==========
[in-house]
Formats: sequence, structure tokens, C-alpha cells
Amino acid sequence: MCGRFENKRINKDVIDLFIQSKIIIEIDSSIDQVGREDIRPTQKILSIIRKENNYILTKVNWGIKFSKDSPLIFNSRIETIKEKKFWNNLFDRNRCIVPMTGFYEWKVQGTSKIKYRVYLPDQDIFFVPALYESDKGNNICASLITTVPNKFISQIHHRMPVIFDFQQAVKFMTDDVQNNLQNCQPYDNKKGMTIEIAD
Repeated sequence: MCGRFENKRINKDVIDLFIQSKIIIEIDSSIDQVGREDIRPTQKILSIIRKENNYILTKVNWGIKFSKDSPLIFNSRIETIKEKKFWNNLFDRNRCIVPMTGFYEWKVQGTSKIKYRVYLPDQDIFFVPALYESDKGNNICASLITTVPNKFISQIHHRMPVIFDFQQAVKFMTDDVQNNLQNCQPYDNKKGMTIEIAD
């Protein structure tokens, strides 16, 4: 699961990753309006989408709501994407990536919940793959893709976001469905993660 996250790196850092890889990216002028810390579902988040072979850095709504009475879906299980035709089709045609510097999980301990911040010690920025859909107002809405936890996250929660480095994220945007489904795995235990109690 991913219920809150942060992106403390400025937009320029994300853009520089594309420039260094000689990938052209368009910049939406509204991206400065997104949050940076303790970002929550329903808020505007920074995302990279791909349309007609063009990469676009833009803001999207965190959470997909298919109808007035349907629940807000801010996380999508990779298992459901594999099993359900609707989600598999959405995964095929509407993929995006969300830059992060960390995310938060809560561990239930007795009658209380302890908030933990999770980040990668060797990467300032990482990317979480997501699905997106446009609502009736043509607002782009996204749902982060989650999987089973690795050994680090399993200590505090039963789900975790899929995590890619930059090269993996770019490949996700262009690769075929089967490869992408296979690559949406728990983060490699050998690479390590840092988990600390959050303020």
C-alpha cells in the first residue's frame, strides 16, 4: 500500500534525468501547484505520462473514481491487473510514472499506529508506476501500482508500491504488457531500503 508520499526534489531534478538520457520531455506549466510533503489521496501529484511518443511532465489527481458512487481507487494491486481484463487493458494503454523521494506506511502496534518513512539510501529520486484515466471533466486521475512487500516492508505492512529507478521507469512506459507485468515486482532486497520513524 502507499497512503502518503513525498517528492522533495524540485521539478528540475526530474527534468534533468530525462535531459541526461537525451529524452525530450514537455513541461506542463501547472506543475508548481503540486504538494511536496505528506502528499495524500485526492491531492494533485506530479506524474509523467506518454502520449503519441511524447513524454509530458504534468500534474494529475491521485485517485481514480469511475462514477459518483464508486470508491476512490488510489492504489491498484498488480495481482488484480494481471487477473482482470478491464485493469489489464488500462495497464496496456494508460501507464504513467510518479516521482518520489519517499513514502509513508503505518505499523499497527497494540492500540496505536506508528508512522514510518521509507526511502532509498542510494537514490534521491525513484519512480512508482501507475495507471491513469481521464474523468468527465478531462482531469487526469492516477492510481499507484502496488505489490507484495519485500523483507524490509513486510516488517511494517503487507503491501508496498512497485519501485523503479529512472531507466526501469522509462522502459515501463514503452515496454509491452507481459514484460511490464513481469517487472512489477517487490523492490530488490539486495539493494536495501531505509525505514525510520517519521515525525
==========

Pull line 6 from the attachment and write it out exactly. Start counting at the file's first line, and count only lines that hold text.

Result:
C-alpha cells in the first residue's frame, strides 16, 4: 500500500534525468501547484505520462473514481491487473510514472499506529508506476501500482508500491504488457531500503 508520499526534489531534478538520457520531455506549466510533503489521496501529484511518443511532465489527481458512487481507487494491486481484463487493458494503454523521494506506511502496534518513512539510501529520486484515466471533466486521475512487500516492508505492512529507478521507469512506459507485468515486482532486497520513524 502507499497512503502518503513525498517528492522533495524540485521539478528540475526530474527534468534533468530525462535531459541526461537525451529524452525530450514537455513541461506542463501547472506543475508548481503540486504538494511536496505528506502528499495524500485526492491531492494533485506530479506524474509523467506518454502520449503519441511524447513524454509530458504534468500534474494529475491521485485517485481514480469511475462514477459518483464508486470508491476512490488510489492504489491498484498488480495481482488484480494481471487477473482482470478491464485493469489489464488500462495497464496496456494508460501507464504513467510518479516521482518520489519517499513514502509513508503505518505499523499497527497494540492500540496505536506508528508512522514510518521509507526511502532509498542510494537514490534521491525513484519512480512508482501507475495507471491513469481521464474523468468527465478531462482531469487526469492516477492510481499507484502496488505489490507484495519485500523483507524490509513486510516488517511494517503487507503491501508496498512497485519501485523503479529512472531507466526501469522509462522502459515501463514503452515496454509491452507481459514484460511490464513481469517487472512489477517487490523492490530488490539486495539493494536495501531505509525505514525510520517519521515525525